Id. at __, 660 S.E.2d at 133 (citation omitted).

         These two statements are conflicting; hence this Court cannot ascertain whether the basis for the majority's reversal of the burglary conviction was limited to insufficiency of the evidence as to identity of the perpetrator as suggested by the first sentence in the indented quotation or whether the basis was insufficiency of the evidence as to both the element of entry and identity of the perpetrator as suggested by the second sentence in the indented quotation.

          Assuming without deciding, that, as a matter of law, the fact of entry for purposes of burglary may be established by an instrument crossing the plane of the door at the moment the glass broke, the conclusive second sentence does not comport with a correct application of the test for a motion to dismiss based on insufficient proof of entry. Under the long-established test for a motion to dismiss as outlined above, if, as a matter of law, the evidence of broken glass permits a reasonable inference of the fact of entry “ in that a body part or instrument may have crossed the plane of the door at the moment the glass broke," id., then the evidence of entry was sufficient to submit to the jury and to withstand a motion to dismiss as to that element of burglary. Thus, the two statements in the above indented quotation cannot lie down together.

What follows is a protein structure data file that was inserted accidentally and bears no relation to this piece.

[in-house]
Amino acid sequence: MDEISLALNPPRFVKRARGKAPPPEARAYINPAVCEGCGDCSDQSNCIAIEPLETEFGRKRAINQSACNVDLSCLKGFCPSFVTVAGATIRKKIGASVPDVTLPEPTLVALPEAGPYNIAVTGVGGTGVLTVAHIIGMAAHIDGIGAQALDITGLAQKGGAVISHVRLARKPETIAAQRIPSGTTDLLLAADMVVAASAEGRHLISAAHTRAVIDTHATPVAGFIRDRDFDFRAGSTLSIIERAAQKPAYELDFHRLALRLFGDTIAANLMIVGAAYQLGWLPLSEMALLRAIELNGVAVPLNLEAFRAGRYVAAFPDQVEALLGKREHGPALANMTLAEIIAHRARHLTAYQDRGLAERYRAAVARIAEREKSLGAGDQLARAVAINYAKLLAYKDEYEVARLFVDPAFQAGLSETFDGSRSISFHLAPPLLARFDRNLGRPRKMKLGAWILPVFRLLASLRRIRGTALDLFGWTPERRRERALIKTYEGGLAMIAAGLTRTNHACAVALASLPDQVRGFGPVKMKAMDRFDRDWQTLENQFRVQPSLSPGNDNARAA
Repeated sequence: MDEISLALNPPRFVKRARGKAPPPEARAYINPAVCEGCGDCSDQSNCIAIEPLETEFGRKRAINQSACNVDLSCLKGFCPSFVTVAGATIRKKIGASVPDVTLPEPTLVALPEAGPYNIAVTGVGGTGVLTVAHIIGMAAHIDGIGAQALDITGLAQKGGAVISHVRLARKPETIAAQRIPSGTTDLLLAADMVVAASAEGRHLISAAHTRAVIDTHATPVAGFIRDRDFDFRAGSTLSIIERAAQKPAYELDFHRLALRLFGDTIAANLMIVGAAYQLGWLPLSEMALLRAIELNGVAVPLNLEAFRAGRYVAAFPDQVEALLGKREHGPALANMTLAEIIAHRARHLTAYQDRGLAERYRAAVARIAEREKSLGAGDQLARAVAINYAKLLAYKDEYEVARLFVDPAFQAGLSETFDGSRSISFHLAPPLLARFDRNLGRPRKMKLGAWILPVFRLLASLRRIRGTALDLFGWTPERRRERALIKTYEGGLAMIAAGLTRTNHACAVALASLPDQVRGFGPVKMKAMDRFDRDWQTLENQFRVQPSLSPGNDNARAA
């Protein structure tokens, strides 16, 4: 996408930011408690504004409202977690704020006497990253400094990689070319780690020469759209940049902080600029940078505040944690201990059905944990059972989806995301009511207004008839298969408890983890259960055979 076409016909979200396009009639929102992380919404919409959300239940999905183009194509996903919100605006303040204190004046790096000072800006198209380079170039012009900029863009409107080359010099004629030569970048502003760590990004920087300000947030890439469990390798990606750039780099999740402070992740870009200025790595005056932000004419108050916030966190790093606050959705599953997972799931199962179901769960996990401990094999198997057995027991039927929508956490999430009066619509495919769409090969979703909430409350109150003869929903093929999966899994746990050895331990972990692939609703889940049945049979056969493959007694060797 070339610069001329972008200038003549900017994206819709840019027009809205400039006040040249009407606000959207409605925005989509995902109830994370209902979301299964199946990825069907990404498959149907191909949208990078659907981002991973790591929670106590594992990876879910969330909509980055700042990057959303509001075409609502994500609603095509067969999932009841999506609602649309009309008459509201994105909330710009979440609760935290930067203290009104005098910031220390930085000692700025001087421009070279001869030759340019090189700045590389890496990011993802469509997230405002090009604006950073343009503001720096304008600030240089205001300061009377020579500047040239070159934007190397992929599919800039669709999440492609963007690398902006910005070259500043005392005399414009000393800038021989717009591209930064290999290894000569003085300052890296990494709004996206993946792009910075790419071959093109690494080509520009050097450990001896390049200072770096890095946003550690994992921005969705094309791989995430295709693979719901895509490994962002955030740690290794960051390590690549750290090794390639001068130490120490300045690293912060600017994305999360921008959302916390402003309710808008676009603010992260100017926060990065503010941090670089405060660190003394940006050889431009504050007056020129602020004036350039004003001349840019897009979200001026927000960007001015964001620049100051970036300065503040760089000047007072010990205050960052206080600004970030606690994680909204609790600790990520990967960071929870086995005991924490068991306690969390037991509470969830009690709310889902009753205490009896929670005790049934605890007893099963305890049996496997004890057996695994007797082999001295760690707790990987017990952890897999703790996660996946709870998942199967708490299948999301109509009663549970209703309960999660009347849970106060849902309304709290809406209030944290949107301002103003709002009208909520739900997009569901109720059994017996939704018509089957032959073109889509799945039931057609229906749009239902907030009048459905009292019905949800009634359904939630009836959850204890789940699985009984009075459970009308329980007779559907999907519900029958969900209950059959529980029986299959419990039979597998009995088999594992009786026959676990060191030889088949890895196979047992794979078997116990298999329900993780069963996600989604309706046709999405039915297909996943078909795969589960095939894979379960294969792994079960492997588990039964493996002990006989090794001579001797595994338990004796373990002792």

The dissenting opinion in the Court of Appeals addressed only the question of the sufficiency of the evidence as to the identity of defendant as the perpetrator of the offense, but the dissenting judge stated that in her opinion, “ defendant received a fair trial free from error, prejudicial or otherwise," Turnage, __ N.C.App. at __, 660 S.E.2d at 134 (Bryant, J., concurring in part and dissenting in part), and that she would “ hold no error in the denial of defendant's motion to dismiss the charge of first-degree burglary," id. at __, 660 S.E.2d at 135. The dissenting judge does not indicate whether she concurs or dissents from the majority opinion on the issue of entry, stating only that “ [t]he majority reasons this ‘ gives rise to mere speculation ...“ [as to] the identity of the defendant as the perpetrator [,]" ’ and on this ground holds defendant's motion to dismiss should have been allowed." Id. at __, 660 S.E.2d at 135 (brackets in original) (citation omitted). The dissenting opinion's use of an ellipsis for the words “ ‘ as to either the commission of the offense or’ " in the majority opinion leaves this Court to speculate as to how the dissenting judge interpreted the majority opinion on the issue of entry.